This paper presents a design tool for optimizing wind turbine blades. The design model is based on an aerodynamic/aero-elastic code that includes the structural dynamics of the blades and the Blade Element Momentum (BEM) theory. To model the main aero-elastic behaviour of a real wind turbine, the code employs 11 basic degrees of freedom corresponding to 11 elastic structural equations. In the BEM theory, a refined tip loss correction model is used. The objective of the optimization model is to minimize the cost of energy which is calculated from the annual energy production and the cost of the rotor. The design variables used in the current study are the blade shape parameters, including chord, twist and relative thickness. To validate the implementation of the aerodynamic/aero-elastic model, the computed aerodynamic results are compared to experimental data for the experimental rotor used in the European Commision-sponsored project Model Experiments in Controlled Conditions, (MEXICO) and the computed aero-elastic results are examined against the FLEX code for flow past the Tjæreborg 2 MW rotor. To illustrate the optimization technique, three wind turbine rotors of different sizes (the MEXICO 25 kW experimental rotor, the Tjæreborg 2 MW rotor and the NREL 5 MW virtual rotor) are applied. The results show that the optimization model can reduce the cost of energy of the original rotors, especially for the investigated 2 MW and 5 MW rotors. Copyright © 2009 John Wiley & Sons, Ltd.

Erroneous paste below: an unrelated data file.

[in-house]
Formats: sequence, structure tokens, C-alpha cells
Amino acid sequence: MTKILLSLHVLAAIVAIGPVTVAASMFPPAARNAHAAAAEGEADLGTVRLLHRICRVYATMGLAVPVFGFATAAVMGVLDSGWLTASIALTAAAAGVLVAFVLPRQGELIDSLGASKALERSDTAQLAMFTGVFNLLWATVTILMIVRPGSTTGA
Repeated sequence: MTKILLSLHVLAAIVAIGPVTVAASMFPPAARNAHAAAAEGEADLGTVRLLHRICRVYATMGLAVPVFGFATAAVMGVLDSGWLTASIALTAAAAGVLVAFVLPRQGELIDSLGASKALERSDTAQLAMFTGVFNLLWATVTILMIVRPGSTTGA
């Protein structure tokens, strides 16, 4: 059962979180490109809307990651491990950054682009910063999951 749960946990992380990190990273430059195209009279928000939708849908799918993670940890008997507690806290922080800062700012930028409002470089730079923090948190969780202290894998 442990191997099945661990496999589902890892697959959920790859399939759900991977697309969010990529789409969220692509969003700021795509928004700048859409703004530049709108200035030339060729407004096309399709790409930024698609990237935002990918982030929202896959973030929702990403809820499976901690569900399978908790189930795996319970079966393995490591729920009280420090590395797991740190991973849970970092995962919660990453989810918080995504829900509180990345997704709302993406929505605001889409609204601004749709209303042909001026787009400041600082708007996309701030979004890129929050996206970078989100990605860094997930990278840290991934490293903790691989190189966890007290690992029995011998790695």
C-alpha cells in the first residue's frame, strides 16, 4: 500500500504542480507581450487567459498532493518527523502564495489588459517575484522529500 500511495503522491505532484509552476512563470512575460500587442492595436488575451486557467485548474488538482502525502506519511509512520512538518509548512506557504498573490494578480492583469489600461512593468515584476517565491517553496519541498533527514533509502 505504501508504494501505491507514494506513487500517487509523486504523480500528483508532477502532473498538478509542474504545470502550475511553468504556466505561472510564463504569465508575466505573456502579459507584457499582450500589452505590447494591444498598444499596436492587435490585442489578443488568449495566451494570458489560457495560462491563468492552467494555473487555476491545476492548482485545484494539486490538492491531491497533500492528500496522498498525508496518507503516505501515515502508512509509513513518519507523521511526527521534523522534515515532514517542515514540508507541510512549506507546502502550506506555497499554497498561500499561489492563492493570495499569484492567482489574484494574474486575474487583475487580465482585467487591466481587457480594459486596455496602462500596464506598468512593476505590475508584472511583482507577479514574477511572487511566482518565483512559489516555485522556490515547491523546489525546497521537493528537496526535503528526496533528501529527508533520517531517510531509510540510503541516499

If you can't find a tool you're looking for, please click the link at the top of the page to "Go to old article view". Alternatively, view our Knowledge Base articles for additional help. Your feedback is important to us, so please let us know if you have comments or ideas for improvement.